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Learn About Hopewell Farms

Providing opportunities for the development of competent farmers, able to serve in developing world environments.



Where it all began

Hopewell Gardens has been a part of the greater Nashville community for over 10 years. In 2009, four friends, Jason, Josh, Canaan and Cameron set out with a mission to learn and teach sustainable farming methods that were easy to duplicate in the developing world. What started out on a small plot of land has expanded into 12 acres of thriving farmland, with dozens of volunteers, that has been used to educate hundreds of students and farmers both here and abroad. Hopewell Garden's goal is to create sustainable food systems by providing educational opportunities for individuals who want to learn more about agriculture while also teaching them how they can replicate what we do at home.

Our Vision

 The vision in Deuteronomy 8 is powerful:

“For the Lord your God is bringing you into a good land...a land of wheat and barley, of vines and fig trees and pomegranates, a land of olive trees and honey, a land where you may eat bread without scarcity, where you will lack nothing...You shall eat your fill and bless the Lord your God” (vv.7-10). 

Unfortunately, access to good food is an ongoing need around the world. In the international regions where we work, malnutrition and nutrient deficiency are rampant. In the US, rates of obesity, diabetes, and forms of cancer-related to dietary habits are rising at an alarming rate. These problems won’t resolve themselves. They require intentional, concentrated effort.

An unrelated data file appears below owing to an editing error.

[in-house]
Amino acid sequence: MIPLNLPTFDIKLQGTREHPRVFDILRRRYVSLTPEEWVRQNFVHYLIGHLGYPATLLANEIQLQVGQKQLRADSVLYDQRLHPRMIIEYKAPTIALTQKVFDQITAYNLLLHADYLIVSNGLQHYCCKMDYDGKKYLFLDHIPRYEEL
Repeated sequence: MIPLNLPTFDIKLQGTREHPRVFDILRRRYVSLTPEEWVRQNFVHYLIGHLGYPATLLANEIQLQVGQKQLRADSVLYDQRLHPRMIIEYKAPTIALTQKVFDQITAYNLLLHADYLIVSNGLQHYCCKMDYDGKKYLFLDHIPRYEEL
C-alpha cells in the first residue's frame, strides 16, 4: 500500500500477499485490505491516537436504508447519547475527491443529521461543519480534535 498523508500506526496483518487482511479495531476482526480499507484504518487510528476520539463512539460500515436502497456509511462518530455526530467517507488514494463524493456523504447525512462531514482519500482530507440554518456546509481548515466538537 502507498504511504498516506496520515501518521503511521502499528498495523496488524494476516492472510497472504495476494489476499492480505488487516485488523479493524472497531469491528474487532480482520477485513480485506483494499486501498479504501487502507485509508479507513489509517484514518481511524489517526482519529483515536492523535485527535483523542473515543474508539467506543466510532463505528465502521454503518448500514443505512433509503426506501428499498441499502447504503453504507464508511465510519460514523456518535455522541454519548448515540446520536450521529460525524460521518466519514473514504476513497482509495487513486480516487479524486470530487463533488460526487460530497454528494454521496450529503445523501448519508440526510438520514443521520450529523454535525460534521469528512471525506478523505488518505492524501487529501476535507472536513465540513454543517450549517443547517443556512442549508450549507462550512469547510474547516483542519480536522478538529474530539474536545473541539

We’re doing our best to be a part of the needed response, believe that God wants his people to eat and eat well. Hopewell Gardens is a demonstration food production plot at our headquarters in Tennessee, where our goal is to educate people, empowering them to take responsibility for their own health. 


A leader in bio-intensive farming.

In a nutshell, bio-intensive farming/gardening is an organic approach to agriculture that attempts to achieve high yields of produce while using a minimal amount of land space and seeks to preserve and improve the overall quality of soil.  It's made possible with close crop spacing, the use of permanent vegetable beds, season-extension methods (a fancy spin of the word, "greenhouses"), and hand-tool usage.  This kind of approach to farming keeps overhead costs to a minimum, increasing the potential for larger yields and universal application. It's also the approach we take on our 1-acre demonstration plot, located at Global Outreach Developments Int'l headquarters.  Yes, we only have a 1-acre farm, but with it we produce nearly 10,000 pounds of produce on it each year while educating others on how to do the same.

Third-World Development Efforts

In many regions of the world, a majority of people farm to survive (not because it’s trendy or good for your health). By introducing a bio-intensive farming approach to our Global farmers, our desire is to transform the perception of farming. Sustainable farming can bring health and true sustenance to global families and their communities. Gardening can be a beautiful partnership between God and human beings that both connects them to his creation, the fruitfulness that can emerge out of working the ground, and the health he intends for his people.


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